New Vespa - sensible but sporty

2012-12-19 07:17

My pal Bob has a Harley-Davidson but often as not I see him riding his beloved scooter. He owns a couple of cars, too, but tells me there’s no way he can manage without his scooter, parking being the way it is, even in his quiet Cape Town street.

But that’s the rub with owning a scoot: if you need something from the shops, or maybe run a couple of errands – or even nipping across town – you simply can’t do it quicker or more economically any other way.


Most times you don’t even have to don a hefty jacket or worry about pulling on a pair of waterproof trousers, or wearing of bike boots, because the scooter’s built-in leg shields offer superb weather protection.

True, helmets still have to be worn by law, but can be of the lightweight variety (but please make sure they have SABS accreditation).

My reasons for mentioning the above is to let you know about the latest Vespa scooter to hit the South African market, the 150cc LX3-V, that sells for R52 950.

Yes, I know there are scooters that are considerably cheaper, but if you want one that lasts and lasts and will always give good service it always pays to buy the best. I first encountered the brand in the mid-1960's and travelled the length and breadth of England virtually 52 weeks of the year come rain or shine. That particular 125cc machine was already 15 years old but never let me down.

Fast forward to 2012 (and very nearly 2013) and the LX 3-V has three-valve technology to give it some real zip. The single-cylinder, four-stroke, air-cooled gem of an engine has a single overhead cam and electronic fuel-injection - all of which means you can simply ride it and enjoy the scenery, thanks to seamless automatic transmission… twist the throttle and away you go!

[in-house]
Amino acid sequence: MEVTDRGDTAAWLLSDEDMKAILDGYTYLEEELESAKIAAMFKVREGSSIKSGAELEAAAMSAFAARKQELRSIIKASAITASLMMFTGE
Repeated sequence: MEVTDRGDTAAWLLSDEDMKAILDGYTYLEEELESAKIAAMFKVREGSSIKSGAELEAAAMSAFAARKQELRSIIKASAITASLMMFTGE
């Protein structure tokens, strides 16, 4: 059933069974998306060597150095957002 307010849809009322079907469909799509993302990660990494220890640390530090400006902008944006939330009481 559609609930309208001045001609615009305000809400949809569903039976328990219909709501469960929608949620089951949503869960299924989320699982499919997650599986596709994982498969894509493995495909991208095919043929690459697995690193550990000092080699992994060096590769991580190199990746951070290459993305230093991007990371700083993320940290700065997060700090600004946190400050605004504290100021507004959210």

With its 8.2-litre fuel tank, it’ll cost less than a R100 for a fortnight’s riding.

Vespa these days is under the control of the giant Piaggio Group which identified three-valve technology as the most effective solution for optimising induction flow, reducing friction and increasing efficiency – especially in running costs.

(A recent Vespa road-test bike allowed me to run about for nearly a week before I needed a tankful.)

All the creature comforts you could wish for are in place: electric start, disc brakes and storage space (including for your crash helmet when you shop), under the seat and in the front luggage carrier.

Call your nearest Vespa dealer for more details.

*Don’t ever be tempted to ride without wearing gloves – no matter how short the journey.

Vespa LX 3-V 150cc
Engine: Single-cylinder, air-cooled
Power: 9.5kW at 7500rpm
Torque: 12.8Nm at 6250rpm
0-100km/h: 12 sec (Est.)
Top speed: 125km/h (Est.)
Tank capacity: 8.2 litres
Seat height: 785mm
Kerb weight: 111kg
Wheelbase: 1280mm
Brakes: (F) disc (R) drum
Final drive: automatic
Priced from R52 950

  • hilton.carroll - 2012-12-19 17:17

    Vespa has always been under the Piaggio Group - Duh!

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